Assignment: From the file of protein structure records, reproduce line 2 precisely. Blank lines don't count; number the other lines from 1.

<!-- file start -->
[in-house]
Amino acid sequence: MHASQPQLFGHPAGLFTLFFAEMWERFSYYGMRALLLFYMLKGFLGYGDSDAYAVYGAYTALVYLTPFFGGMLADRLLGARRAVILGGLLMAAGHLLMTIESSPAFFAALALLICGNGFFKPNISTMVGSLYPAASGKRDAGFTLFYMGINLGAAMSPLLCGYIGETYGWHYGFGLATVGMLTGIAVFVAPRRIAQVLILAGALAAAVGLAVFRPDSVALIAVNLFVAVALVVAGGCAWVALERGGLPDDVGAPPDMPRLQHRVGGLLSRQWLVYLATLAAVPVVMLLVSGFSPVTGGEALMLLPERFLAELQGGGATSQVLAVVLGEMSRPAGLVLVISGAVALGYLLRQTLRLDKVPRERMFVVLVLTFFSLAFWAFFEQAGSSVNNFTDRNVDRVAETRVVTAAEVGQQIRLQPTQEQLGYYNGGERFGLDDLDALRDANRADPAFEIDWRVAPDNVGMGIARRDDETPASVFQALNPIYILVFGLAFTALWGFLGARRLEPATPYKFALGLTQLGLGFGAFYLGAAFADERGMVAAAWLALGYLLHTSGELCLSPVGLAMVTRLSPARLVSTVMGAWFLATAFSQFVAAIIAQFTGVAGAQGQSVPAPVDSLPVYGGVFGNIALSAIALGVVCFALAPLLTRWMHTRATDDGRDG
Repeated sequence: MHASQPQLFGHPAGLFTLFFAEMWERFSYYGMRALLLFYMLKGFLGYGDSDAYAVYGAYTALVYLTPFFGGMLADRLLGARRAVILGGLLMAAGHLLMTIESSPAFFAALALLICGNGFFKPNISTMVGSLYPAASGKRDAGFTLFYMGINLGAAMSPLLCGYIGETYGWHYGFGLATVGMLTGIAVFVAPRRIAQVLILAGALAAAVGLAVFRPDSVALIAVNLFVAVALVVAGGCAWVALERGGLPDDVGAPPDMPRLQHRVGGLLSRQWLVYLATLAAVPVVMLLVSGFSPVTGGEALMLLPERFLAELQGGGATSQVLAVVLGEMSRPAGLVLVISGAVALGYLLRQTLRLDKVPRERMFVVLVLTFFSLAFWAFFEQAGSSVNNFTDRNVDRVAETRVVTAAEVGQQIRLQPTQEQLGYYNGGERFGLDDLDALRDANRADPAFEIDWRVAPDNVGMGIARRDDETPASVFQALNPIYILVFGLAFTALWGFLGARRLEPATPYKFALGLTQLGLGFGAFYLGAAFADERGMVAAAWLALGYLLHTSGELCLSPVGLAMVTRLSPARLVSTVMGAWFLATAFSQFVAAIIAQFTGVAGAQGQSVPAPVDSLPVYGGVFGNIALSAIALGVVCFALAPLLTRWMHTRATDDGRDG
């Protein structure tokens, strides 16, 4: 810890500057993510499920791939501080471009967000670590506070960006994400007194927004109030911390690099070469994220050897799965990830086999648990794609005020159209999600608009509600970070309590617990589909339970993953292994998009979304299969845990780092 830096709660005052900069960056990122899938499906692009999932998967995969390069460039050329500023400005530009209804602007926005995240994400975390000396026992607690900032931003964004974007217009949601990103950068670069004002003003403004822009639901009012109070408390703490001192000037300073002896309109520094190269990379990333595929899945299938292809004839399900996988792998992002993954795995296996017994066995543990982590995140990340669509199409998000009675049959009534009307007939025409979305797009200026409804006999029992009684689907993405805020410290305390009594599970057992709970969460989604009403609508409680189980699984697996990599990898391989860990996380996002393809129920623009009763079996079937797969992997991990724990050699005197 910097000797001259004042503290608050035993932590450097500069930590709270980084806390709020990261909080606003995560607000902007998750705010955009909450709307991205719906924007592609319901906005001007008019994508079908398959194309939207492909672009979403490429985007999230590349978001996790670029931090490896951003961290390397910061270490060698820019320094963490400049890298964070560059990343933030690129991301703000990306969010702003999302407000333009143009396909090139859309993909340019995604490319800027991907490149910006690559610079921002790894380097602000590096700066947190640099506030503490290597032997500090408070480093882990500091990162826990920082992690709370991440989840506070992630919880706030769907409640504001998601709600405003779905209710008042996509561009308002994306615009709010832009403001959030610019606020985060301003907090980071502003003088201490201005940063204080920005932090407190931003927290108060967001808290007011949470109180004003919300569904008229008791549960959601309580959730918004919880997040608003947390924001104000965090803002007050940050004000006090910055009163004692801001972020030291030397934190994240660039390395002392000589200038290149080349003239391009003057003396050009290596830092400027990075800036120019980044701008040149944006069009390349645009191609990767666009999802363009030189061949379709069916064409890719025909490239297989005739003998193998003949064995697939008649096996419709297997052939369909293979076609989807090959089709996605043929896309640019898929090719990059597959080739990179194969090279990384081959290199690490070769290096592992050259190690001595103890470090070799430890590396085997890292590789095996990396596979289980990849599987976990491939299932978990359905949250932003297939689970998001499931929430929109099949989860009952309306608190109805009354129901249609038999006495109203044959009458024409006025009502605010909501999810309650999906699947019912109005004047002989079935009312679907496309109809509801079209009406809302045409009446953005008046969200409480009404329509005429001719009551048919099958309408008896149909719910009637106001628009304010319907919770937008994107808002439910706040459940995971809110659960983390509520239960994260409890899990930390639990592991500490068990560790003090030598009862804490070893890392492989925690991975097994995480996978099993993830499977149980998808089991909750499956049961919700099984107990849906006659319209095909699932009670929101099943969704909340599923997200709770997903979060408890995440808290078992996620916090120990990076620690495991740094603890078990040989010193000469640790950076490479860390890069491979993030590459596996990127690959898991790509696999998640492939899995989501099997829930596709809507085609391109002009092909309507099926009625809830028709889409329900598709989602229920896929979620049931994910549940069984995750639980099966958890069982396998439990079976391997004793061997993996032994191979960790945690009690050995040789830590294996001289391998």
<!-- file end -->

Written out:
Amino acid sequence: MHASQPQLFGHPAGLFTLFFAEMWERFSYYGMRALLLFYMLKGFLGYGDSDAYAVYGAYTALVYLTPFFGGMLADRLLGARRAVILGGLLMAAGHLLMTIESSPAFFAALALLICGNGFFKPNISTMVGSLYPAASGKRDAGFTLFYMGINLGAAMSPLLCGYIGETYGWHYGFGLATVGMLTGIAVFVAPRRIAQVLILAGALAAAVGLAVFRPDSVALIAVNLFVAVALVVAGGCAWVALERGGLPDDVGAPPDMPRLQHRVGGLLSRQWLVYLATLAAVPVVMLLVSGFSPVTGGEALMLLPERFLAELQGGGATSQVLAVVLGEMSRPAGLVLVISGAVALGYLLRQTLRLDKVPRERMFVVLVLTFFSLAFWAFFEQAGSSVNNFTDRNVDRVAETRVVTAAEVGQQIRLQPTQEQLGYYNGGERFGLDDLDALRDANRADPAFEIDWRVAPDNVGMGIARRDDETPASVFQALNPIYILVFGLAFTALWGFLGARRLEPATPYKFALGLTQLGLGFGAFYLGAAFADERGMVAAAWLALGYLLHTSGELCLSPVGLAMVTRLSPARLVSTVMGAWFLATAFSQFVAAIIAQFTGVAGAQGQSVPAPVDSLPVYGGVFGNIALSAIALGVVCFALAPLLTRWMHTRATDDGRDG